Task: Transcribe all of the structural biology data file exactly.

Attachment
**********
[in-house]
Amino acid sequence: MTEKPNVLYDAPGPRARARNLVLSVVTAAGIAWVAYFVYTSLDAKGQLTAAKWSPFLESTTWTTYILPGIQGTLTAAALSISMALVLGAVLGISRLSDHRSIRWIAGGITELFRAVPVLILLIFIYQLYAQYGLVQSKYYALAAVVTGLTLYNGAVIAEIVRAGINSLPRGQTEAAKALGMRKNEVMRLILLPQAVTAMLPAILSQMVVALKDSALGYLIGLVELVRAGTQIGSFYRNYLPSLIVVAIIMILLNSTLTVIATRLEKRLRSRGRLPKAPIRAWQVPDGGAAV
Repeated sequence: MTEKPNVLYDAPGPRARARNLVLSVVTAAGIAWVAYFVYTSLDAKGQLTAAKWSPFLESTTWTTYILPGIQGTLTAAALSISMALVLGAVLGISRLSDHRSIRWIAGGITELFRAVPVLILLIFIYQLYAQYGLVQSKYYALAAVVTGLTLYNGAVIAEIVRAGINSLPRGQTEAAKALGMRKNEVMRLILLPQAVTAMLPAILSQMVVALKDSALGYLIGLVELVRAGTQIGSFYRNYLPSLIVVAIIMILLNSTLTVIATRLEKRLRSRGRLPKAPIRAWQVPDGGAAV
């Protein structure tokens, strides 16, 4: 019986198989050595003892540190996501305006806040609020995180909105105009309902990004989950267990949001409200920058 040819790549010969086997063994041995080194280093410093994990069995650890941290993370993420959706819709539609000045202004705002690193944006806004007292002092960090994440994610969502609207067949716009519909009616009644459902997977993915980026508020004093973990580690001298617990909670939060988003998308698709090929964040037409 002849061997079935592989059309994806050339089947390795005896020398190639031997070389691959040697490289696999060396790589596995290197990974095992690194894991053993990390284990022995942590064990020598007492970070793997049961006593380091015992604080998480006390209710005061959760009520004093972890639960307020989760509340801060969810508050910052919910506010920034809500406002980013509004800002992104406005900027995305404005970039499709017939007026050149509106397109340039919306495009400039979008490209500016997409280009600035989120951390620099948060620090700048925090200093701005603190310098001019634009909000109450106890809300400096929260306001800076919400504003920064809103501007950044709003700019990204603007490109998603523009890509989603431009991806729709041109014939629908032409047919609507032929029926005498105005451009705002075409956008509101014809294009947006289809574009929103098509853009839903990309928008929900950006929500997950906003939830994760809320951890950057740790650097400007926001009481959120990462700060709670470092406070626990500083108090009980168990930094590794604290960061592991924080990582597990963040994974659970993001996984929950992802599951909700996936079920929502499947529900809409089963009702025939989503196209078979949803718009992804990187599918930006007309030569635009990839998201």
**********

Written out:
[in-house]
Amino acid sequence: MTEKPNVLYDAPGPRARARNLVLSVVTAAGIAWVAYFVYTSLDAKGQLTAAKWSPFLESTTWTTYILPGIQGTLTAAALSISMALVLGAVLGISRLSDHRSIRWIAGGITELFRAVPVLILLIFIYQLYAQYGLVQSKYYALAAVVTGLTLYNGAVIAEIVRAGINSLPRGQTEAAKALGMRKNEVMRLILLPQAVTAMLPAILSQMVVALKDSALGYLIGLVELVRAGTQIGSFYRNYLPSLIVVAIIMILLNSTLTVIATRLEKRLRSRGRLPKAPIRAWQVPDGGAAV
Repeated sequence: MTEKPNVLYDAPGPRARARNLVLSVVTAAGIAWVAYFVYTSLDAKGQLTAAKWSPFLESTTWTTYILPGIQGTLTAAALSISMALVLGAVLGISRLSDHRSIRWIAGGITELFRAVPVLILLIFIYQLYAQYGLVQSKYYALAAVVTGLTLYNGAVIAEIVRAGINSLPRGQTEAAKALGMRKNEVMRLILLPQAVTAMLPAILSQMVVALKDSALGYLIGLVELVRAGTQIGSFYRNYLPSLIVVAIIMILLNSTLTVIATRLEKRLRSRGRLPKAPIRAWQVPDGGAAV
């Protein structure tokens, strides 16, 4: 019986198989050595003892540190996501305006806040609020995180909105105009309902990004989950267990949001409200920058 040819790549010969086997063994041995080194280093410093994990069995650890941290993370993420959706819709539609000045202004705002690193944006806004007292002092960090994440994610969502609207067949716009519909009616009644459902997977993915980026508020004093973990580690001298617990909670939060988003998308698709090929964040037409 002849061997079935592989059309994806050339089947390795005896020398190639031997070389691959040697490289696999060396790589596995290197990974095992690194894991053993990390284990022995942590064990020598007492970070793997049961006593380091015992604080998480006390209710005061959760009520004093972890639960307020989760509340801060969810508050910052919910506010920034809500406002980013509004800002992104406005900027995305404005970039499709017939007026050149509106397109340039919306495009400039979008490209500016997409280009600035989120951390620099948060620090700048925090200093701005603190310098001019634009909000109450106890809300400096929260306001800076919400504003920064809103501007950044709003700019990204603007490109998603523009890509989603431009991806729709041109014939629908032409047919609507032929029926005498105005451009705002075409956008509101014809294009947006289809574009929103098509853009839903990309928008929900950006929500997950906003939830994760809320951890950057740790650097400007926001009481959120990462700060709670470092406070626990500083108090009980168990930094590794604290960061592991924080990582597990963040994974659970993001996984929950992802599951909700996936079920929502499947529900809409089963009702025939989503196209078979949803718009992804990187599918930006007309030569635009990839998201």